As for pinball, for a lot of us, it's a game of some skill with a nostalgic component for most of us who grew up in the 60s..we even had preferences in the type of pinball machines.. I liked the Gottlieb machines the most. Then, like an assassin in the night, pong appeared, then Pac Man... we left behind pinball in favor of the new generation of games. Then those games also became history.. The point here is that it's up to parents to regeulate their kids activities. The archade in Beacon is an asset that puts into context the history of electronic games. I see a constitutional issue here...will I see another story before returning home about a legal challenge with a possible run all the way to the Supreme Court?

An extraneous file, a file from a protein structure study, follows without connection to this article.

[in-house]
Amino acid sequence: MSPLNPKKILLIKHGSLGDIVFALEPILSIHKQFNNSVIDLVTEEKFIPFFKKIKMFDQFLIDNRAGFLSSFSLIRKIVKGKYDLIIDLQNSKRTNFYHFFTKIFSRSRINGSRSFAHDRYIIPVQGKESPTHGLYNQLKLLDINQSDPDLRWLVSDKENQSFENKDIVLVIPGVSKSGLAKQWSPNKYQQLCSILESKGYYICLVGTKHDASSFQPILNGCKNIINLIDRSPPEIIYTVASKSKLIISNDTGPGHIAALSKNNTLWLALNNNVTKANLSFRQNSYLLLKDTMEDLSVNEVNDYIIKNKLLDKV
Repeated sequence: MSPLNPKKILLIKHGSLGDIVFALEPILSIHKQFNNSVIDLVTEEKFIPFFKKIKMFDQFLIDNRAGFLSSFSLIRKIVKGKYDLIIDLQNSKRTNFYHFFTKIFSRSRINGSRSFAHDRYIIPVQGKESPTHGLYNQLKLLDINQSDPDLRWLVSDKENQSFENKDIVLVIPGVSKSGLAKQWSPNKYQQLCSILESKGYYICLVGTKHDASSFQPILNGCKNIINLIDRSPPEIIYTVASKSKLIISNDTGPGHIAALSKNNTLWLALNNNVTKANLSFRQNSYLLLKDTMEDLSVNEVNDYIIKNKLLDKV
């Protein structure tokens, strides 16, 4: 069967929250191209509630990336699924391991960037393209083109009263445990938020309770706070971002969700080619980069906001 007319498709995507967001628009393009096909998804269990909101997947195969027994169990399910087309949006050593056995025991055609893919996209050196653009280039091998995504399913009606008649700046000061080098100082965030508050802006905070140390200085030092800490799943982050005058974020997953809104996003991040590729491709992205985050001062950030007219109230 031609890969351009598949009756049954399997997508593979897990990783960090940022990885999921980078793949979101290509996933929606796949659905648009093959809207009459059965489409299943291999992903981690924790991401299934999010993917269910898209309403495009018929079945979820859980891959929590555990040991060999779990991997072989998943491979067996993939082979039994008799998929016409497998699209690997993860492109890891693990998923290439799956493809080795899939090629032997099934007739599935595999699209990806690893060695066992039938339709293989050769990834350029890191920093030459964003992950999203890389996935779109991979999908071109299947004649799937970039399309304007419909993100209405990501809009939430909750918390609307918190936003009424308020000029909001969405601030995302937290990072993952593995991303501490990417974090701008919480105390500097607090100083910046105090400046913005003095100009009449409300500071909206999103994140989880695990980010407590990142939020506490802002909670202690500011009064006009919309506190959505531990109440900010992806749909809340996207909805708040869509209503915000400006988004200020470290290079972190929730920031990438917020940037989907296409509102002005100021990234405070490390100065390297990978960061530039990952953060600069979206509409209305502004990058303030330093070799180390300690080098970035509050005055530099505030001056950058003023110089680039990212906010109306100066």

Comment by john fasulo on August 8, 2010 at 3:11am
Way to go Beacon... It's obvious that if CNN has the story its been seen here in Brussels and all over the rest of the modern as well as not so modern world.... Great CNN piece. Bravo Beacon! But wait, there is a positive side to this story... let me think back to my days at Hill & Knowlton PR... ah yes.. "It doesn't matter what you say about someone (or place)... Just spell the name right".... B..E..A..C..o..N.. Beacon Ny zip 12508.

Lets see... what other archaic law can we dust off to get our name in the news?????
John Fasulo
Comment by Eric Wilkerson on August 8, 2010 at 2:25am
Interesting how CNN was clear to point out that 60 miles north of the big city is where old fashion laws from the mid 20th century are still the rule. It's a great little place. I told the owner if he ever got the old return of the jedi arcade game I would never leave that place.